Curriculum encouraging climate activism and capitalism

Should the school curriculum be limited to bland academic subjects, or should it also encourage critical thinking, care about important issues and advice on capitalist activities?

Should kids be taught about dealing with outrage expressed on Twitter?

I did reasonably well at school academically, but was often bored and uninspired. I left after getting University Entrance in the 6th form to get a job, wanting to avoid another year of tedium and years of university.

One stand out period at school was when Grahame Sydney (who gave up teaching after a few years and took up painting) plaayed us Arlo Guthrie’s Alice’s Restaurant.  We were too young to be potentially affected by being balloted into the New Zealand Army and being sent to Vietnam, it provoked thought about the a big issue of the time and got some interesting discussion going.

The Taxpayers’ Union put out a media release:

Climate change curriculum skirts close to taxpayer-funded propaganda

The Government’s new climate change educational material for year 7 and 8 students skirts close to taxpayer-funded propaganda, says the New Zealand Taxpayers’ Union.

Taxpayers’ Union spokesman Louis Houlbrooke says, “The new taxpayer-funded curriculum promotes the campaigns of Greta Thunberg, School Strike for Climate, and even Greenpeace. Students are encouraged to reduce their feelings of climate guilt by participating in this kind of political activism.”

“Left-wing campaign groups would be spewing if the national curriculum ever promoted the Taxpayers’ Union vision of a prosperous low-tax New Zealand. The national curriculum should not be used to promote particular political groups or agendas.”

“A sensible climate change policy would focus on the science and policy options. But even on these points, the course is weak: it promotes a tax on carbon while failing to mention that we already have an Emissions Trading Scheme.”

“A major portion of the material is fluffy, condescending rubbish. Students will have to sit through five different sessions focused on their feelings about climate change, with activities including a ‘feelings splash’ and a ‘feelings thermometer’.”

The teacher resources even include a 15-page ‘wellbeing guide’ for teachers and parents, which warns: Children may respond to the climate change scientific material in a number of ways. They may experience a whole host of difficult emotions, including fear, helplessness, frustration, anger, guilt, grief, and confusion. When discussing the material, teachers may encounter students who cope through avoidance, denial, diversionary tactics, wishful thinking and a range of other coping mechanisms.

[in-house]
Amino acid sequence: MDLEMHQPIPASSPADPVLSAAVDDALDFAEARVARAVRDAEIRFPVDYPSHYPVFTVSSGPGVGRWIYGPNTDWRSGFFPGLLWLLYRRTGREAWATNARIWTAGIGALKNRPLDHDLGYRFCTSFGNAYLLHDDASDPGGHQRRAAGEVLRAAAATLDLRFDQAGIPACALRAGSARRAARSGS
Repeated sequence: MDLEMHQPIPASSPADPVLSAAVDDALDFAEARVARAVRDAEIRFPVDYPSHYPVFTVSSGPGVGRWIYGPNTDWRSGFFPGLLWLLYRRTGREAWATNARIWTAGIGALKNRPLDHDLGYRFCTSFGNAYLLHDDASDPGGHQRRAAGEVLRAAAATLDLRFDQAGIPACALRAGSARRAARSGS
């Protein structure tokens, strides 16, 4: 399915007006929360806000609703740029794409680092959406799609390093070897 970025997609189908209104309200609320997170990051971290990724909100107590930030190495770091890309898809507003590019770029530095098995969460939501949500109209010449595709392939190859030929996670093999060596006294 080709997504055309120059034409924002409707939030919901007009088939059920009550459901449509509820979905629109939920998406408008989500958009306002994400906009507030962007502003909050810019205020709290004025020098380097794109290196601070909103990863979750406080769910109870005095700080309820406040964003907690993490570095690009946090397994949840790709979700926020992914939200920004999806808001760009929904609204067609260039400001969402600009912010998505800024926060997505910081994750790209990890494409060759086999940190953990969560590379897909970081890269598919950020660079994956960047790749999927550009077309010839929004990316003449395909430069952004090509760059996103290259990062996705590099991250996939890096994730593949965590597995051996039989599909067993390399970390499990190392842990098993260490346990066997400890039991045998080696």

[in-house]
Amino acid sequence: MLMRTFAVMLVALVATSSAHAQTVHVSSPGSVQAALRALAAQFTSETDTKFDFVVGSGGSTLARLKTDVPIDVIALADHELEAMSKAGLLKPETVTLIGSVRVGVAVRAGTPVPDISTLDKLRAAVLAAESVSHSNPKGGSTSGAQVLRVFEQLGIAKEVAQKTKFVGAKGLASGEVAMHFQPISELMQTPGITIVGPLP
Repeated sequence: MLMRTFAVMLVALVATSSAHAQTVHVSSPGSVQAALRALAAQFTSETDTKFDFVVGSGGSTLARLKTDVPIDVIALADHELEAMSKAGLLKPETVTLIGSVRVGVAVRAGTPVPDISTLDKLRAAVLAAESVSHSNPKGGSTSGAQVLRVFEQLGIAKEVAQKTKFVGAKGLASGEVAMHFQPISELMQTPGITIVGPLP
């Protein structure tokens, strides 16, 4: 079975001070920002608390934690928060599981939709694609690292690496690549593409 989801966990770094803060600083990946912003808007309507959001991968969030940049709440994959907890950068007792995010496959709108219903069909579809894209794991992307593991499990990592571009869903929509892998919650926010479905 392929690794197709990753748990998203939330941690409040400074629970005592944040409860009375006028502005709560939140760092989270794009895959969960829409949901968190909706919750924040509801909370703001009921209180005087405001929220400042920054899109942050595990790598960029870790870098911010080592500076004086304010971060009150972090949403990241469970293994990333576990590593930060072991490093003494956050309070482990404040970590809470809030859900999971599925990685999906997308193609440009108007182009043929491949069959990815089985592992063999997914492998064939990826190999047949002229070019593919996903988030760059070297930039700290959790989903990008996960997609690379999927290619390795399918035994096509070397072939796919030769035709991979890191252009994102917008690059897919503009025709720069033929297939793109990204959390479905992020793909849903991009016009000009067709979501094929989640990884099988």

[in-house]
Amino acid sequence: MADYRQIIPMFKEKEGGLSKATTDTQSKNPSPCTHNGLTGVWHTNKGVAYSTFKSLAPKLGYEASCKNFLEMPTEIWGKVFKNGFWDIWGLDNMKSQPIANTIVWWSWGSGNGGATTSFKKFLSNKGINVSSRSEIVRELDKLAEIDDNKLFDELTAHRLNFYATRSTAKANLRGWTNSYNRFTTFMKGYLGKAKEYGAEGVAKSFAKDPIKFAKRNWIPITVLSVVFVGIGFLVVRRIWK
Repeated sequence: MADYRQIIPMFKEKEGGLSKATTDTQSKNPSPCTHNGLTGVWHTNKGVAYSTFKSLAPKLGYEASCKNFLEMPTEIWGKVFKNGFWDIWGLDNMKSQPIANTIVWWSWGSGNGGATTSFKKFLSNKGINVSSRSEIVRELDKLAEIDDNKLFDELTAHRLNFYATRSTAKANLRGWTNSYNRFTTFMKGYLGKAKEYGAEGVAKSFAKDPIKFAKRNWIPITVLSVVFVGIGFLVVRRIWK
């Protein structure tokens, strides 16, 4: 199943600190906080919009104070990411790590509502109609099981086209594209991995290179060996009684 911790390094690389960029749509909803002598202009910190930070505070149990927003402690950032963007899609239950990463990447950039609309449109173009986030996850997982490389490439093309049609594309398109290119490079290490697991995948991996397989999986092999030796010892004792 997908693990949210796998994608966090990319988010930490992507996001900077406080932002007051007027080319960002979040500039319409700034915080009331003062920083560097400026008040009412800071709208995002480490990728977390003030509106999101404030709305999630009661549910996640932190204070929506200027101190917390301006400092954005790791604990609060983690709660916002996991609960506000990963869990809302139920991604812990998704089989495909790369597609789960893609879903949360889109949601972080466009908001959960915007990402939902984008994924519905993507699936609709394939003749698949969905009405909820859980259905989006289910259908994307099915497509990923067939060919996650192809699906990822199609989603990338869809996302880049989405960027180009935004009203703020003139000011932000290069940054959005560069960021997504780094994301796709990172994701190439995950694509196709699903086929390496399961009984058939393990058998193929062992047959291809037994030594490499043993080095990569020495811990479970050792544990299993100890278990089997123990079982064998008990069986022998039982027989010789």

“This isn’t teaching kids how to think – it’s telling them how to feel.”

It would be terrible if schools dealt with feelings about important issues. (Actually schools do deal with feelings, especially when there are deaths and disasters that could impact on kids).

Should discussing the Australian bushfires and their possible causes be banned in schools?

Should anything that could be construed by someone as political be banned?

@GraemeEdgeler points out

And here is teaching resource encouraging students to become property developers, selling off and subdividing publicly-owned land.

https://t.co/eeSHElhKqB?amp=1

He asks:

Why are schools encouraging capitalism and not socialism?

Should schools stick to reading, riting and rithmetic, and ignore everything else in the world?

 

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62 Comments

  1. Alan Wilkinson

     /  15th January 2020

    Kids should be taught to question but not to believe.

    Reply
    • Kitty Catkin

       /  15th January 2020

      From what I gather, they are, and have been for a long time. Question rationally, I mean.

      Reply
  2. Alan Wilkinson

     /  15th January 2020

    Why are schools encouraging capitalism and not socialism?

    Because capitalism requires actually doing something yourself whereas socialism just requires sticking your hand out.

    Reply
    • duperez

       /  15th January 2020

      Should schools be teaching kids that socialism is just and only ‘sticking your hand out’?

      Reply
      • Alan Wilkinson

         /  15th January 2020

        Yes. That is why socialism can’t exist without capitalism.

        Reply
        • Corky

           /  15th January 2020

          Too true. A collective of drones never produces anything. The rugged individual with a can-do attitude; who’s prepared to take his lumps on the way to success is the cornerstone of any economy.

          Reply
          • Blazer

             /  15th January 2020

            feel free to provide examples of these heroic…’rugged individuals’.

            Reply
            • Corky

               /  15th January 2020

              1- Bob Jones
              2-Jim Wattie
              3- Hamilton Jets
              4-Graeme Hart
              5- Warehouse
              6-Alan Gibb
              7- Banskie
              8- John Key
              9-Ernest Haye
              10- Paul Henry

              I could go on. While not all successful people are Righties, they share the Rightie ethos of hardwork and thrift.